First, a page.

Transparent “Spray On” Digital Storage Serves as Step Towards Printed Memory
Researchers at Duke have developed a way to spray a transparent digital storage onto just about anything.
Combining nanotech with printed electronics, Duke researchers have created "spray-on" memory that could allow for better low-cost sensing technologies.
Over the past several years, we've seen the introduction of the IoT and a plethora of developmental research for flexible and printable electronics. These fields often intersect with the ongoing research into memory and sensor technologies. With the venues of printable technology expanding, we might finally see a new era in memory storage devices.
Right at those crossroads is Duke University, where researchers have developed a new “spray-on” digital storage which could potentially bring storage devices just about anywhere.
Constructing the Device: Nanowires, Nanoparticle Inks, and Polymers
The new “spray-on” technology is a transparent digital memory device that applies a coat of silica-coated nanowire that has been encased in a polymer matrix using just an aerosol jet printer and nanoparticle inks. This is the first time that a memory device has been completely manufactured by printing that is not only convenient but also has practical uses in sensors and RFID. The digital memory also happens to be printed at low temperatures allowing it to have potential applications in flexible programmable electronics.
The printed device (left) and the circuit it was used to control, as described below (right). All images used courtesy of Duke University.
“Memory is kind of an abstract thing, but essentially it is a series of ones and zeros which you can use to encode information,” said Benjamin Wiley, one of the paper’s authors and associate professor of chemistry at Duke.
The foundation of the printable ink is a nanowire material made of copper and silicon that has the capacity to act as digital information storage. The technology is a bit different from our commonly-used data storage devices in that, instead of using a transistor’s charge to register a zero or one, it encodes data by measuring states of resistance.
This measurement is done by applying a slight amount of voltage to a resistor which can be transitioned between a high resistance that halts the flow of current and a low resistance that lets the current pass through. In addition to this, the polymer and nanowire combination can be dissolved in methanol, which allows a liquid form that can be sprayed onto surfaces.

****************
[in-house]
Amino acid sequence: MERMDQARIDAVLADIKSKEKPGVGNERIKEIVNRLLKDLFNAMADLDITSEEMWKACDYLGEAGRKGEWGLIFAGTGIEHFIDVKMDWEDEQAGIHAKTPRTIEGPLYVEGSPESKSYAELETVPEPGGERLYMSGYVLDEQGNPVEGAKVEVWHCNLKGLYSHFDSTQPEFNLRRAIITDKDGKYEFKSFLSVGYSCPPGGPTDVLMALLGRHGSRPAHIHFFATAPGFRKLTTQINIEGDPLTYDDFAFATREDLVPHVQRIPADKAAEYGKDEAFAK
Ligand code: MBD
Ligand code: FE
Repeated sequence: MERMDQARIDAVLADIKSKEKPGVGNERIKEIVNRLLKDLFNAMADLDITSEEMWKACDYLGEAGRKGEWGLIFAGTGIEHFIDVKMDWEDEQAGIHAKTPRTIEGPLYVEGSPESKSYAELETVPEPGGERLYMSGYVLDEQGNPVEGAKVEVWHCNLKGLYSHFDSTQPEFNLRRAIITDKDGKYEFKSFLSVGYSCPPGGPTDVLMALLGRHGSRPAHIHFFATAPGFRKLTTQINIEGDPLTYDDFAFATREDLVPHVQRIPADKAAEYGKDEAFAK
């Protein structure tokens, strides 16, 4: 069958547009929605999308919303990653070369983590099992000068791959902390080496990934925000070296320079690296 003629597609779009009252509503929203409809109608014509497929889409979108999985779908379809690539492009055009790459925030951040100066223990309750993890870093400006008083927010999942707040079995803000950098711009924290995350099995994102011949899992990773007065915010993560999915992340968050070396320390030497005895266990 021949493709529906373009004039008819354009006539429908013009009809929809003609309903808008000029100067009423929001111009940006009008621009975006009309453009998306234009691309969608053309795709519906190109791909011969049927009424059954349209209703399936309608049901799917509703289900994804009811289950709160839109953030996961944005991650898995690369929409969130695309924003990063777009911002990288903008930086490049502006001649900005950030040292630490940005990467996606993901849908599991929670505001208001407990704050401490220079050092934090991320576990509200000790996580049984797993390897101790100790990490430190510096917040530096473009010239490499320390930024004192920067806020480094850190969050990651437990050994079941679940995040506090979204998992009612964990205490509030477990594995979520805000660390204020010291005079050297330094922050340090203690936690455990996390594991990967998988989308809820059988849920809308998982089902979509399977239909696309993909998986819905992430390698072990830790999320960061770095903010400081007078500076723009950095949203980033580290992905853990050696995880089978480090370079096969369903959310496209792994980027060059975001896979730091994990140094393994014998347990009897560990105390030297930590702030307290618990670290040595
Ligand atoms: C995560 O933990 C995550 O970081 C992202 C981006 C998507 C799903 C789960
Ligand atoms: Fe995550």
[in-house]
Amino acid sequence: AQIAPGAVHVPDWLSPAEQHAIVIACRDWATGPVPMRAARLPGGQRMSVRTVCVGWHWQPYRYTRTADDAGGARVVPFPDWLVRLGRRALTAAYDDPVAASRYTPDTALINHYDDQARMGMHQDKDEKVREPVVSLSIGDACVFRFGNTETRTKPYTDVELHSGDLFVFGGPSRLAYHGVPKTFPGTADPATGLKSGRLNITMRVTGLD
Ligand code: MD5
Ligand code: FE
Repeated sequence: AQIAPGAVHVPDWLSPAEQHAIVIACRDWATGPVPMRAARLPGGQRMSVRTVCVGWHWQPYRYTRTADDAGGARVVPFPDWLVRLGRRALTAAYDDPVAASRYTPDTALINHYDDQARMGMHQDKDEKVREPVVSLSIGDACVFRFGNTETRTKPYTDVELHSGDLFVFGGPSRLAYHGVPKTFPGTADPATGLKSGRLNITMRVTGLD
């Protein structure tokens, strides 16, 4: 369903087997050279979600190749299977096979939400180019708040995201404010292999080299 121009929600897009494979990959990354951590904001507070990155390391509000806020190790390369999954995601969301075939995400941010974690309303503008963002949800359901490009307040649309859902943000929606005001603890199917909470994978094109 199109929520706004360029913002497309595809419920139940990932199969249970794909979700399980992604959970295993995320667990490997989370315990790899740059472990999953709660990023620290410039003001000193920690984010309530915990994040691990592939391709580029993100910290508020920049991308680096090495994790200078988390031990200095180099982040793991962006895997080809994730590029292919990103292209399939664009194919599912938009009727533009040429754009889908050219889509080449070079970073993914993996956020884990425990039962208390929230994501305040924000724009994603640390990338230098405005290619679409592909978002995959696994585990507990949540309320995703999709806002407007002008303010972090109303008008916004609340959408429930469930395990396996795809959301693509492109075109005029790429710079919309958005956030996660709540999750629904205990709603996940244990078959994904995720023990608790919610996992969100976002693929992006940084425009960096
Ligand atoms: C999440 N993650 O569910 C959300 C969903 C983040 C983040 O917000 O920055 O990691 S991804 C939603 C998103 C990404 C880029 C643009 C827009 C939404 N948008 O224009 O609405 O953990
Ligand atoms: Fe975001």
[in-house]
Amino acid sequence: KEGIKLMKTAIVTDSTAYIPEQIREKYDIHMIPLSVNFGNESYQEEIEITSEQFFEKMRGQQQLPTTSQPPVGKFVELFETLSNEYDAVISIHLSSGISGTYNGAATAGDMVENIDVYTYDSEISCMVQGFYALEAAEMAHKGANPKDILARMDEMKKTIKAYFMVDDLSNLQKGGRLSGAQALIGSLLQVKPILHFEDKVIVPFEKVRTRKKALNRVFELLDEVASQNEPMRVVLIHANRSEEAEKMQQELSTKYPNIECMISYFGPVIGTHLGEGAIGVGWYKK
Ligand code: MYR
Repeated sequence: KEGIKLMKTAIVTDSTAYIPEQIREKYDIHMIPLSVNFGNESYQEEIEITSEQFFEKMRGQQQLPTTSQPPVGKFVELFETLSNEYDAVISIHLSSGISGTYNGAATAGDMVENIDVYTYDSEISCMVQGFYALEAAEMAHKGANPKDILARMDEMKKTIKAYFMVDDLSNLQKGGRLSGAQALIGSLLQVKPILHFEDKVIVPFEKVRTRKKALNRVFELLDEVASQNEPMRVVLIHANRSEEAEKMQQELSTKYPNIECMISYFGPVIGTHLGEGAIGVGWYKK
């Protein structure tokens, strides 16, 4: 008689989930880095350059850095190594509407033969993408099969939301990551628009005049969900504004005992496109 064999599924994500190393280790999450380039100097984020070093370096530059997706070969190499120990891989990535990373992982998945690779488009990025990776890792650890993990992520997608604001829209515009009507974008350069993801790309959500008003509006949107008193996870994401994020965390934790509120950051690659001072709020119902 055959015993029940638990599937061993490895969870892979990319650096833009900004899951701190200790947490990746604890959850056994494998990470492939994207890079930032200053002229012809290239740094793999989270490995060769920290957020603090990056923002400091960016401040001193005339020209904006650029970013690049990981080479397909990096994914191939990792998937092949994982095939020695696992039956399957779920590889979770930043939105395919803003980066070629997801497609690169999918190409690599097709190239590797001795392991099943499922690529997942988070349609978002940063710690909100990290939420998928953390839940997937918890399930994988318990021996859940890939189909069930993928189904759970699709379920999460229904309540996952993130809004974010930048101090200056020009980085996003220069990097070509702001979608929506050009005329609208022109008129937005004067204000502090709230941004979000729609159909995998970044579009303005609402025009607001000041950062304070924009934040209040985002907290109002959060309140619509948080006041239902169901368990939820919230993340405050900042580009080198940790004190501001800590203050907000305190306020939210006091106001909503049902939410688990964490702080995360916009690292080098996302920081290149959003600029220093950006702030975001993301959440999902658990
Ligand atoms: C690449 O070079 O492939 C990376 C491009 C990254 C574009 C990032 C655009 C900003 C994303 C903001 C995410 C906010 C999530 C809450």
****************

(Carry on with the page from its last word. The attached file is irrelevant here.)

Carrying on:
The device was created by using a nanoparticle ink made of gold to place the gold electrodes onto a slide. The next step was to layer the copper memory material on the gold electrodes, followed by a final layer of copper electrodes.
Humble Beginnings: Four Bits of Spray-On Memory in Action
To demonstrate what the device can do, the researchers used an LED light circuit containing four LEDs, where each light would correspond to a high or low resistance which could be programmed to display a specific denotation.
The device demonstrating the 16 states it can achieve using four bits of memory.
This was not the first attempt to manufacture printable digital storage devices, but it is the first to incorporate vital device properties that would allow for practical use.
The spray-on memory is capable of reaching a write speed of just three microseconds, which rivals our current high-grade flash drive speeds. Unfortunately, the spray memory is only capable of storing as much information as a 4-bit drive, which will be upgraded in the future.
However, while currently only able to store small amounts of information, the spray-on memory does have one large advantage over our current memory systems. Typical data storage devices will degrade after about five years, while the spray memory is able to store data for over a decade without degradation while maintaining the ability to rewrite information. The spray-on memory is still in the early stages of development, but further research should increase the storage capacity and potentially replace hard drives in the future.